The "ironic tone" comes through, for me, in the contradiction of John Keller (in this novel, he's changed his name to Nicholas Edwards) between his profession as a killer-for-hire---and an extremely effective and prolific one---and the fact that in the rest of his ordinary life, he is actually a very nice, likable, quirky, neurotic man with a lovely wife, Julia, and a small daughter, Jenny.

All series-long Keller has been a stamp collector, serious about it. He's a philatelist, which is the proper, technical term for a stamp collector. He buys the catalogues, subscribes to the newsletters, goes to the conventions, and bids on stamps at auctions. He is something of a generalist; he collects worldwide up to 1940.

So, his genuine, hard guy assassin role comes together with his genuine nice guy-neurotic aspect. Each one, in my opinion, seems to undermine the other. The two don't seem like they go together.

The Ironic Tone Mitigating Against the "Deadly Serious" Aspect of the Novels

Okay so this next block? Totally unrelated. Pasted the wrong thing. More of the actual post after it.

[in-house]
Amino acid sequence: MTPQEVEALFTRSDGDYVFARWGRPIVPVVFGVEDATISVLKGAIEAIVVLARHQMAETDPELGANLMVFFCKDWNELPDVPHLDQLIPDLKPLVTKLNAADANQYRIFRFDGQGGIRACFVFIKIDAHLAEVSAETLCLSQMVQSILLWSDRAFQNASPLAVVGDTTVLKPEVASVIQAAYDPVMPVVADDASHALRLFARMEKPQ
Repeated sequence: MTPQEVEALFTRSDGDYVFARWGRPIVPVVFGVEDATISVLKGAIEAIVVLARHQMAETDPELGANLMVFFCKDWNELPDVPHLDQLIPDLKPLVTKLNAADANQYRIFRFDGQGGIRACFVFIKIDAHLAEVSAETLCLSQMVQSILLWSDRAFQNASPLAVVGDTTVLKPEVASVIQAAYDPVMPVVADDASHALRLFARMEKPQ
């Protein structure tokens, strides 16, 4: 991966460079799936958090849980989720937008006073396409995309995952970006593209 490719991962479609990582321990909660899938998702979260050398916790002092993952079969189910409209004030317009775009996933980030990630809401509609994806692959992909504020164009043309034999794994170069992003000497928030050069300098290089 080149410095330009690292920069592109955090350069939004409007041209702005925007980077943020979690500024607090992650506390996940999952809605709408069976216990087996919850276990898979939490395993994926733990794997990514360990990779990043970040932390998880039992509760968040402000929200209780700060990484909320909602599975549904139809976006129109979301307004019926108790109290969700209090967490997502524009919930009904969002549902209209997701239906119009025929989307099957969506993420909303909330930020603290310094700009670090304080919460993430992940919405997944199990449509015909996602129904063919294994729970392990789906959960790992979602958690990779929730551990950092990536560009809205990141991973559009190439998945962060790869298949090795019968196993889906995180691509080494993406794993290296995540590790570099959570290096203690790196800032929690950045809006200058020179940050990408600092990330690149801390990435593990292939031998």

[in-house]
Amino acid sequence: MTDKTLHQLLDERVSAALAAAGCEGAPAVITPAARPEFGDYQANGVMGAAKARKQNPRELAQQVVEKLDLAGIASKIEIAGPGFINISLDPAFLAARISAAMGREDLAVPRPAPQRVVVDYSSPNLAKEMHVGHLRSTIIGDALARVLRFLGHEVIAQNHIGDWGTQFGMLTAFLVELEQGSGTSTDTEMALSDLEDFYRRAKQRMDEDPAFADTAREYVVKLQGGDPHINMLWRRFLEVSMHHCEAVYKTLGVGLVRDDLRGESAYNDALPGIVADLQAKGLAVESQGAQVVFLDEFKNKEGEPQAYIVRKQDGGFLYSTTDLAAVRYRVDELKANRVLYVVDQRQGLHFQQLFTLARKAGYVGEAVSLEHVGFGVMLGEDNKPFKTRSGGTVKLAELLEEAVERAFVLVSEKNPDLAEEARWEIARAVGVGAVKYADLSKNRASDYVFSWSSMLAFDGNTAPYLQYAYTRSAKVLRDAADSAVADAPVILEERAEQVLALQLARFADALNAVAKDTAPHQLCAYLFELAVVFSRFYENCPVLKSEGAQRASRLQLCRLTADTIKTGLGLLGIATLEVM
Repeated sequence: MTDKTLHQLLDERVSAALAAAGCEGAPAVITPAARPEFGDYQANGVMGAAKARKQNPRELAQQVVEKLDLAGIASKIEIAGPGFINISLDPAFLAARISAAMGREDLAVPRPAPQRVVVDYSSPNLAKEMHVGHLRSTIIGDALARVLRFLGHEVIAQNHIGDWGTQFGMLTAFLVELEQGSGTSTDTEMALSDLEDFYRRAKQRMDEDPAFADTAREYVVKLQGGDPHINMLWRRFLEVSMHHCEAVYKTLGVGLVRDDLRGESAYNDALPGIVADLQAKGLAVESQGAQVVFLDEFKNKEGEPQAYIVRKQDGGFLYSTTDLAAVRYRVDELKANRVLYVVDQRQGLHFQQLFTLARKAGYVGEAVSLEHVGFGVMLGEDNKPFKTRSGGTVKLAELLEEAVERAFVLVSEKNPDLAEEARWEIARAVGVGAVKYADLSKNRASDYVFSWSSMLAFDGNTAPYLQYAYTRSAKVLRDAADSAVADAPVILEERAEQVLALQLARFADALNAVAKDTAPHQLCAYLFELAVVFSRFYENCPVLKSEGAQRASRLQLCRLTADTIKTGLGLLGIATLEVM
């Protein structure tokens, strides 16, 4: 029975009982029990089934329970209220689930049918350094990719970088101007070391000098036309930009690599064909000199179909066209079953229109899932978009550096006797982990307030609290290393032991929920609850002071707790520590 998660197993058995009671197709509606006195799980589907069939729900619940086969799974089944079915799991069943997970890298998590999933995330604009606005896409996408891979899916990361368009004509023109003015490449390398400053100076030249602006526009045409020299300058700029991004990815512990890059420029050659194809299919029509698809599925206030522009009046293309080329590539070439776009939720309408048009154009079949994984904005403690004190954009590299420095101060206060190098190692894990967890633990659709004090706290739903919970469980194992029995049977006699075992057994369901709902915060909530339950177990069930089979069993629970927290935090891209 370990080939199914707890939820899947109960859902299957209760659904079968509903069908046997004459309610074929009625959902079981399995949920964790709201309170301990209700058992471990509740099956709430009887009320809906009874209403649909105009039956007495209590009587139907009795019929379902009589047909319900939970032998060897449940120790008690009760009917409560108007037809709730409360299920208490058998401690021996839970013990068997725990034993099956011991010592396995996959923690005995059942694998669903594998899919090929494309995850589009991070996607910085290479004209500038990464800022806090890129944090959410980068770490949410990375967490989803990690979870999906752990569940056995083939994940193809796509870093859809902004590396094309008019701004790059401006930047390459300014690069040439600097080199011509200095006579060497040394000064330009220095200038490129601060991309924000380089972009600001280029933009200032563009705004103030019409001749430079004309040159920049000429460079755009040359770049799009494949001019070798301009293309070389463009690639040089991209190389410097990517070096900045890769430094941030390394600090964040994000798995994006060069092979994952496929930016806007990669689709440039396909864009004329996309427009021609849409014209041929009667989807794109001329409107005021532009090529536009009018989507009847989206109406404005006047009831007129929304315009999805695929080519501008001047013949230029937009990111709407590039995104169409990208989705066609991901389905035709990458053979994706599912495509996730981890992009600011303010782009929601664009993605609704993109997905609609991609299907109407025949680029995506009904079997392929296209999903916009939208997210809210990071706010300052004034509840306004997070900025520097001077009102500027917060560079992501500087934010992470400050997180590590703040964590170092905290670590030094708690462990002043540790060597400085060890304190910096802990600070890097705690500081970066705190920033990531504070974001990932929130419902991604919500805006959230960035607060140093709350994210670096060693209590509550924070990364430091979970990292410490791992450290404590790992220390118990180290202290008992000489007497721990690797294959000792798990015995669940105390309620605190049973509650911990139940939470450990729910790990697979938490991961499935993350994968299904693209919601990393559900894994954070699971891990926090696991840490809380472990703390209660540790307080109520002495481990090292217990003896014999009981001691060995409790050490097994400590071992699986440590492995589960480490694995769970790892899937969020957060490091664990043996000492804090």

This is best seen in his exchanges with Dot, his dispatcher/boss/friend. She, Dot, is the one who contacts Keller with his killing assignments.

Here's an example of what I mean. This is just one scene between Keller and Dot. She is calling on the phone with a job of assassinating a Catholic priest. "Listen" (pages 72-73):

Dot: You may have heard about the case. Or caught it on the evening news. Political corruption in northern New Jersey.

Keller: I'm shocked.

Dot: I know. It's almost impossible to believe. Elected public officials taking bribes, laundering money, selling kidneys---

Keller: Selling kidneys?

Dot: So I understand, though who'd want to buy a politician's kidney is a question I'd be hard put to answer. You must have seen something in the paper or on TV.

Keller: In New Orleans, we don't pay much mind to political corruption in faraway places.

Dot: Y'all like to eat your own cooking?

Keller: There you go.

Dot: A lot of people got arrested, Keller, and a couple of them went so far as to resign, but most of them are out on bail and still collecting their municipal paychecks. But it looks as though they'll all have to step down sooner or later, and the abbot will probably have to give up his position, and---